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Genome

Genome

A genome is the complete collection of hereditary information for an individual organism. In cellular life forms, the hereditary information exists as DNA. There are two fundamentally distinct types of cells in the living world, prokaryotic and eukaryotic, and the organization of genomes differs in these two types of cells.

Prokaryotes comprise the bacteria and archaea. The latter were originally designated "extremophiles" because they favor such extreme environments as high acidity, salinity , or temperature. Prokaryotic cells tend to be very small, have few or no cytoplasmic organelles, and have the cellular DNA arranged in a "nucleoid region" that is not separated from the remainder of the cell by any membrane. Eukaryotes exist as unicellular or multicellular organisms. Among the unicellular eukaryotes are the protozoa, some types of algae, and a few forms of fungi, while the multicellular organisms include animals, plants, and most fungi.

Eukaryotic cells are larger than prokaryotic cells, have a complex array of cytoplasmic structures, and have a prominent nucleus that communicates with components in the cytoplasm through an elaborate nuclear envelope. The hereditary information occurs principally in the nucleus of eukaryotic cells; in addition, minuscule (but essential) amounts of hereditary information occur in some cytoplasmic organelles (specifically, in chloroplasts for plants and algae, and in mitochondria for all eukaryotic groups).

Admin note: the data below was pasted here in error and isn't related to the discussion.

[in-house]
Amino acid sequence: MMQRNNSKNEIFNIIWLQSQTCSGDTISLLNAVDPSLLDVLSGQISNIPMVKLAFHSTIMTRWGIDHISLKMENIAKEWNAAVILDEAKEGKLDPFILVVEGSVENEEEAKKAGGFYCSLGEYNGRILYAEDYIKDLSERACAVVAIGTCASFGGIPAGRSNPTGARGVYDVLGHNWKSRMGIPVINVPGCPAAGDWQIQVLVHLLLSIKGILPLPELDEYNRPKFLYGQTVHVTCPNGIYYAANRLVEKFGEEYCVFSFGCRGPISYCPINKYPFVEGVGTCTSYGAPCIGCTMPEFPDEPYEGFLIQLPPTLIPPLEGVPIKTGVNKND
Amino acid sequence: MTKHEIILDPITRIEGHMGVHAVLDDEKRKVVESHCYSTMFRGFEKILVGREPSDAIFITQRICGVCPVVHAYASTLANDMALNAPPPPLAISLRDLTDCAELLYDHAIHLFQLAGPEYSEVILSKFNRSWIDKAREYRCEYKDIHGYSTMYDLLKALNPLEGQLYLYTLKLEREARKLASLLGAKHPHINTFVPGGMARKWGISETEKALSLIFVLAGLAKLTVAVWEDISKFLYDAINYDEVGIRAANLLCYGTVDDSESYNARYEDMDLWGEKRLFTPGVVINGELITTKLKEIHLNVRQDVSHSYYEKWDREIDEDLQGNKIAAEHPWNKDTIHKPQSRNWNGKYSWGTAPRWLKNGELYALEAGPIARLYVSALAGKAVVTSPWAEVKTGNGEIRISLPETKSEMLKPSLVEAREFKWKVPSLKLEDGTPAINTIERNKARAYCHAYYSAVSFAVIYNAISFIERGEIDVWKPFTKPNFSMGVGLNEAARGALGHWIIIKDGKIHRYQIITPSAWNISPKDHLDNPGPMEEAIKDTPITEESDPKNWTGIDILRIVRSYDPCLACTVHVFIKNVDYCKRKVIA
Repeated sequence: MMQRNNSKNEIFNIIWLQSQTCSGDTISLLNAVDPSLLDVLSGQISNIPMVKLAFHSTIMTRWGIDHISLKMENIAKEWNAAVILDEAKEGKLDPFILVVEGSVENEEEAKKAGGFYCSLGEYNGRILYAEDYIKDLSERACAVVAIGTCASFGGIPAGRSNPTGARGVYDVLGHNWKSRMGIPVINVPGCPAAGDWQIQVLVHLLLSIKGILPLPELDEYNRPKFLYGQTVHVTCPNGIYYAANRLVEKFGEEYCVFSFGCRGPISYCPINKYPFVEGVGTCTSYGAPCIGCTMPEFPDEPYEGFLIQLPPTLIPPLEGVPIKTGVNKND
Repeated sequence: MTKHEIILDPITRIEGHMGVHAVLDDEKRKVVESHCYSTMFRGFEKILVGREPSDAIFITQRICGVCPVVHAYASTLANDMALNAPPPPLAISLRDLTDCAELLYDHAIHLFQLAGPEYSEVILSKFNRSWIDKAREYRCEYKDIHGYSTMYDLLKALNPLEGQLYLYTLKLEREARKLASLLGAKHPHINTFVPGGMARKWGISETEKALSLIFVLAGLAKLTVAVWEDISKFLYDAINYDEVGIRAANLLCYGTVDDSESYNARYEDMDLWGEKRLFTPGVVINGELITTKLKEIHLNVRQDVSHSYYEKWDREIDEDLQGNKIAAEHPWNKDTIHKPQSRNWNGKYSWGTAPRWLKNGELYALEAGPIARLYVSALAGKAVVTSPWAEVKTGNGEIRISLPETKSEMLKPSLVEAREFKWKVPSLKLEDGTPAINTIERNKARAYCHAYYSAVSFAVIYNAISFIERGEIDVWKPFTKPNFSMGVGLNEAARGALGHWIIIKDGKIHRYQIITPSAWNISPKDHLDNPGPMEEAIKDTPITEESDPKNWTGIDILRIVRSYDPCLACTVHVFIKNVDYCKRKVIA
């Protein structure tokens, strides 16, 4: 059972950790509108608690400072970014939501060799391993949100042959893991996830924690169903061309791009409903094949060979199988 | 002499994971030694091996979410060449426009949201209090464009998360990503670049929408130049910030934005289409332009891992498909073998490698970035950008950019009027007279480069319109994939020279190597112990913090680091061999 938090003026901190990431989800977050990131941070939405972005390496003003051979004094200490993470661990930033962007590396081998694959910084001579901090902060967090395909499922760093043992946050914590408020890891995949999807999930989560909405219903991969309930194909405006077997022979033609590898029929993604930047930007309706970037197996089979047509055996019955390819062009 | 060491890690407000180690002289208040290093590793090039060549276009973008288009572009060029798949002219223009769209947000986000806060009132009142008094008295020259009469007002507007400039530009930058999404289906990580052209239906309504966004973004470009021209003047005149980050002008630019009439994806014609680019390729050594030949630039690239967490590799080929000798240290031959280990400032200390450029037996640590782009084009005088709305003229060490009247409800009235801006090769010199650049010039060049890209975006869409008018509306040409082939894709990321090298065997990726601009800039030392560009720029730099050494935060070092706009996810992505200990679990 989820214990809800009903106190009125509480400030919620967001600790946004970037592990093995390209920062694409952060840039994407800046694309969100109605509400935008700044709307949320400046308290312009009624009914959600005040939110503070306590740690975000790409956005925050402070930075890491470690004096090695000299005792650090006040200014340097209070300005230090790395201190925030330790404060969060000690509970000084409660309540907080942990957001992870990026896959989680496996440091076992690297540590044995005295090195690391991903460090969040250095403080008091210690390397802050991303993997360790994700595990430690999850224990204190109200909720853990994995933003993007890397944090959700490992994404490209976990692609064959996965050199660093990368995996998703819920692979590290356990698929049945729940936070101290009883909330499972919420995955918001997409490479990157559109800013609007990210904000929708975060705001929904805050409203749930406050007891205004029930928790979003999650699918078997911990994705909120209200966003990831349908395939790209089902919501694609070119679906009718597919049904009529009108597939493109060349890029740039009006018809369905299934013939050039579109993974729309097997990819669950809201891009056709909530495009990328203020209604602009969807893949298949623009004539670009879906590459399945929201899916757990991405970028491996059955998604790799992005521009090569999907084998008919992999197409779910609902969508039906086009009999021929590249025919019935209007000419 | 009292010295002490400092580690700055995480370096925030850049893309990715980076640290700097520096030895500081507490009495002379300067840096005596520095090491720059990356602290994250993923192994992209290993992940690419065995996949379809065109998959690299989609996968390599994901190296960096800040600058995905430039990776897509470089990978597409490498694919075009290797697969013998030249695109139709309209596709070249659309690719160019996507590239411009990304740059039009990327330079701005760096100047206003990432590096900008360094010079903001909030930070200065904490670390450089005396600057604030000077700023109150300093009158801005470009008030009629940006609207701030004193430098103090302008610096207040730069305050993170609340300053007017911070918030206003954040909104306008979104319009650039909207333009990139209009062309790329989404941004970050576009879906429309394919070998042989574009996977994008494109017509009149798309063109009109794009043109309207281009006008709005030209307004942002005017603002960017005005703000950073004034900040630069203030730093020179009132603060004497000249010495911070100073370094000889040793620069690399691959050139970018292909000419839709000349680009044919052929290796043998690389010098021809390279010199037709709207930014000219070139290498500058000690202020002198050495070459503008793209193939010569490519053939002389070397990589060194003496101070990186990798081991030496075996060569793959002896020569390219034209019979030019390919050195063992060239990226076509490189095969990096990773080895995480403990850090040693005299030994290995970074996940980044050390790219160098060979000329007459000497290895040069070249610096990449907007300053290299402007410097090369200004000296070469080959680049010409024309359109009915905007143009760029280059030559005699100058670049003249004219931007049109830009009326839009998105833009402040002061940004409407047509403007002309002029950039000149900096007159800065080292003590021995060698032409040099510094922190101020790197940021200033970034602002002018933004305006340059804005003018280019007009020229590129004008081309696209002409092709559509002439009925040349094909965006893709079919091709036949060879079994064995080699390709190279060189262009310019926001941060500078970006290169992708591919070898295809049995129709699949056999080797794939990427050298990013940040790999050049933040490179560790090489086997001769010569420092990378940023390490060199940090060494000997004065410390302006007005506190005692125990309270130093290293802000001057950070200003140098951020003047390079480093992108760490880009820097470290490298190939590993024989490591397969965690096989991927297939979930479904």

Eukaryotic cells pass through a "cycle," progressing from a newly formed cell to a cell that is dividing to produce the next generation of progeny cells. Prior to division, the cell is in an "interphase"; during division, the cell is in a "division phase." During interphase, the nuclear DNA is organized in a dispersed network of chromatin , which is a complex consisting of nucleic acid and basic proteins. Immediately prior to and during division, the chromatin condenses to a series of discrete, compact structures called chromosomes. Thus, the physical organization of the genome varies from inter-phase to division phase. Finally, viruses (which are noncellular, parasitic "life forms") have genomes of double-stranded DNA, single-stranded DNA, double-stranded RNA, or single-stranded RNA.

Eukaryotes

In sexually reproducing eukaryotes, progeny organisms receive a portion of their genetic information from each parent, receiving half the information from each. These parental contributions are designated haploid complements. The haploid complement can be represented as a "C value," which expresses the haploid complement as an amount of DNA measured in base pairs . Alternatively, the haploid complement can be expressed as the number of chromosomes contributed by each parent: This number of chromosomes is characteristic of each species. Finally, the haploid complement can be expressed as the number of genes on the haploid set of chromosomes.

Chromosome Number

Each species has a characteristic number of chromosomes. For species with genetically determined sexes, the haploid set is composed of autosomes plus a sex chromosome. Homo sapiens, for example, have 22 autosomes plus an X chromosome or Y chromosome. The haploid DNA content of chimpanzees is nearly identical, but is organized into 23 autosomes plus a sex chromosome.